They’re loans not gifts


Student loans might be interest free while studying and for those who stay in New Zealand afterwards but they’re not gifts.

They are required to be repaid and, for those who go overseas, with interest.

Tightening up the rules around who gets a loan, how much they can claim and the requirement to repay it is long over due.

People who with overdue fines are stopped at the border if they try to leave the country. There would be an uproar if people with student loans were treated that way but when the 15% of those with loans are overseas and owe 55% of the debt they are an obvious target for tighter rules.

Suggestions by Tertiary Minister Steven Joyce are reasonable. Giving those who’ve had loans and go overseas a three year holiday before they’re required to start repayments is far too generous:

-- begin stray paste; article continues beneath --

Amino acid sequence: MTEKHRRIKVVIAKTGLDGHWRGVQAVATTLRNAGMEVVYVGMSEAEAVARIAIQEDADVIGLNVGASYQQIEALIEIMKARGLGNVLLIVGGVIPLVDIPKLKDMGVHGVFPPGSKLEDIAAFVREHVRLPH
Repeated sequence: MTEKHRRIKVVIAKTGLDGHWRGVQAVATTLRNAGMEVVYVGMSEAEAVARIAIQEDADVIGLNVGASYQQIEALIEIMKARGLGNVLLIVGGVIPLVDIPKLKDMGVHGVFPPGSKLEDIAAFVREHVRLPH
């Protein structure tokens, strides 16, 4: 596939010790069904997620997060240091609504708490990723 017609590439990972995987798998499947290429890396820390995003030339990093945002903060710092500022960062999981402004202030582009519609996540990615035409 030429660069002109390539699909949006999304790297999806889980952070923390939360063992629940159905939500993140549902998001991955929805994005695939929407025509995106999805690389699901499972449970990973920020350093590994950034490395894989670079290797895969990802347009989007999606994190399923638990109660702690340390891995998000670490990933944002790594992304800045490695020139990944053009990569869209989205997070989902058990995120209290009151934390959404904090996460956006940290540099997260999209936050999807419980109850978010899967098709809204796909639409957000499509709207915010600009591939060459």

. . . we have this thing called the three-year repayment holiday right now, which the previous government started, which seems to have been a pragmatic decision that they made that they weren’t collecting it anyway, so let’s pretend that we won’t collect it. I’m concerned about that. I think it sends the wrong message that somebody can sit overseas for three years and not make any commitment at all towards repayment. Now, when you go on your OE, perhaps you go six months or a year without getting an income, but, actually, once you’re over there for about a year, you’ve got to be living on something, and we’re thinking that we might change the length of that repayment holiday. . .

. . . Everybody who goes overseas automatically gets it, and I’m thinking maybe we’ll look at something like an application requiring them to leave a contact in New Zealand, for example, and actually limiting the period of time to a lot less than three years.